It was nice spending some time out in Utah, even though I didn’t get to explore at all. Just being in a different place for a while is a good thing. Plus I got the company of my son, so I really had nothing to complain about. When I go out this summer with my truck, I’ll be able to explore around a bit more and see some sights. I’m really looking forward to that.

Now I’m back out in California, staying in a little cabin that I rented for the month. I hope to be able to get some good fishing in and some hikes, maybe some snow shoeing and four wheeling as well. It’s kind of nice to be back, but even better to have my daughter with me. She is the light of my life.

Out in Utah for the week

I had to sneak over to a Starbucks coffee to get a little time on the net, but things are going well out here in Orem. It’s a beautiful place, the mountains surround the city have a beauty that I cannot describe, and to make them even more beautiful, they are covered in snow right now. Truly this is a good place to wake up every day, I’m sure I could get comfortable here. I’ve thought this way about Utah since my first time here a couple years ago, and I feel it now. Someday, I’ll live here, just not sure when.

It’s been great hanging out with my son, Eli. He has grown so much since I seen him last, and now he is not such a baby. I regret not seeing him for 5 months, but there was little I could do about it. My plan now is to fly to and from work out of Utah, then travel to California in the middle to visit with my daughter. This way I can see him for a few days on either end of my vacation, and stay with my daughter through the middle. It’s the best thing I could come up with, to this point.

I am actually thinking that the next time around I will just drive out here, but I have a lot of work to do on the truck for it to be ready for that. Hopefully, I can get that done this time around. When Mia is out of school, I plan on picking her up and bringing her out here for the time. I have all of July off, so this should work out good for that. I plan to get some good camping and sight seeing in then. Moab, here we come!

I think that I mentioned this already, but I’m riding the train from Utah, to California next week. This will be a first for me, I’m pretty excited about it! The only bummer is that it leaves at 9pm and travels through the night, but that’s ok. The part that I really wanted to see was going over the Sierras, and that will be in the day time. All should be good, and fun. I’ll keep you posted on that one as well.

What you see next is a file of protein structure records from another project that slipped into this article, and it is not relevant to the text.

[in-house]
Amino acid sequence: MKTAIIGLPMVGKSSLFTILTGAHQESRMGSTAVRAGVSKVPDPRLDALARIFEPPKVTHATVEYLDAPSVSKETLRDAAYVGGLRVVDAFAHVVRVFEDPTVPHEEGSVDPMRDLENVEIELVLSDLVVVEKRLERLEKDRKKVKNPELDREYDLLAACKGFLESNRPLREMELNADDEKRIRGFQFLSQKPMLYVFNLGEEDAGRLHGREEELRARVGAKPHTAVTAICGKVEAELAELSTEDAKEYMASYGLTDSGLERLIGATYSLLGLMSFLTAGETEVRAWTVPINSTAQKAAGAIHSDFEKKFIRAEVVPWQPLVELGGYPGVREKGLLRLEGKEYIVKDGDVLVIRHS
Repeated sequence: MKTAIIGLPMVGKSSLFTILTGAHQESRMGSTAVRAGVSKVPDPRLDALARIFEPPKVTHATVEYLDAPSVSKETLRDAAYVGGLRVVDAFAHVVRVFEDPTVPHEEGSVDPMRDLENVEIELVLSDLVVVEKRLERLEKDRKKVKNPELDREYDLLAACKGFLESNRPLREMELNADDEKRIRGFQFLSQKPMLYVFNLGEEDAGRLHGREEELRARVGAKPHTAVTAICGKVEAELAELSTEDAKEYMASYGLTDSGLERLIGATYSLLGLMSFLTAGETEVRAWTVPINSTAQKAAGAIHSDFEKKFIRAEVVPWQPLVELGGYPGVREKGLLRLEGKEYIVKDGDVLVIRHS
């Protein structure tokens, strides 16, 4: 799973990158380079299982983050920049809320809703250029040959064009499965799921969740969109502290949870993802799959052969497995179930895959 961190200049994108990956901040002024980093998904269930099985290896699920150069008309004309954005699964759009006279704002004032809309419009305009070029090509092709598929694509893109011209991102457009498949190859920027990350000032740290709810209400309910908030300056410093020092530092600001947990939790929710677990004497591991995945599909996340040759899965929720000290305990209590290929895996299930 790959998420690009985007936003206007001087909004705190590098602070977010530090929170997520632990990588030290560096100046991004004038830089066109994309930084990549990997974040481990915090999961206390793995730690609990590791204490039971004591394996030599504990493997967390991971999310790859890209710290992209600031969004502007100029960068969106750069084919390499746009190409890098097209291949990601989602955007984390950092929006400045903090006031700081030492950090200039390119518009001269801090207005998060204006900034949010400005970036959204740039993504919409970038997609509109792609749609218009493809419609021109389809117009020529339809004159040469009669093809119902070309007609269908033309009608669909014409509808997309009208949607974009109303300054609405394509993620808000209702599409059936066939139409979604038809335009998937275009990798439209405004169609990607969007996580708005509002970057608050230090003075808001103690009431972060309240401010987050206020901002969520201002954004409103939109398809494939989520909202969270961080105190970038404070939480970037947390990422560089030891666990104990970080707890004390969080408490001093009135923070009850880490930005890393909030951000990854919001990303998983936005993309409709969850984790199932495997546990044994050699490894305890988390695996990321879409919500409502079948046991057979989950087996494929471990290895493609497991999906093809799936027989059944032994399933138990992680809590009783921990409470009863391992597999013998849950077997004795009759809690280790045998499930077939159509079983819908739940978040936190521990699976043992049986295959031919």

About my truck

Toyota is known world-wide for building extremely reliable stout 4×4’s, and it’s been proven for going on 30 years now. With a reputation like that, I decided to build up a Toyota 4×4 for my own travels. I’m quite familiar with them, considering this is my fourth build up. Prior to this I’ve built an 1981 short bed truck, an 1989 4runner and a 2001 Tacoma extended cab. All of those vehicles treated me well and took me everywhere I wanted to go.

The first two 4×4’s were built with rock crawling in mind, extreme wheel travel, crawler gears and super swampers. Once I picked up the Tacoma I found a whole other mode of offroad travel, and I quickly started to appreciate it quite a bit more. In some circles it’s called expedition travel, or extreme road trip, but I would prefer to call it overlanding. The emphasis is not on how big of a rock one can crawl over, but where you can go, and even more importantly for how long you can go there. Building an overland vehicle is done with an emphasis on being self contained for long periods of time, and the ability to see far off places. The vehicle is often built with slightly over-sized tires and a couple of inches of lift to clear them. Locking differentials will most likely be selectable air or electric lockers, so that on road worthiness is not effected. Stout bumpers with winches are a must, and many perfer to install the signature snorkel. The biggest part of setting up an overland vehicle is the living arrangements. This can be anything from a camper shell with a false floor to sleep on and store gear under, or a roof top tent, with accommodations for cooking and cleaning up. There are many approaches to this, and as you follow along on my vehicles build up I will talk more about each area in great detail.

The vehicle I’ve chosen is a simple and stout 1979 Toyota 4×4 shortbed pickup with a 20r engine and a 4 speed transmission. To this point the vehicle is fairly stock, with some minor modifications and is a perfect platform to turn into my overland ride.

Overlander Build-Up Part 1: Getting Started

About me

My name is Clayton Collins. I was born and raised in the Sierra Nevada Foothills, a small town called Nevada City, California. I was always on the move as a child, and then as an adult I went th

I’m a 33 year old male, with two children. When I can, I like to include them in my travels as much as possible. Mia has been to 5 states, and seen some pretty good things. She is quite the trooper, and handles most situations far better than most adults. It’s great to have a childs mind with me, they see things so differently! Eli, beeing so young is still has plenty of time to explore, but he’s been through California, Colorado and Utah already. I’m sure it won’t end there.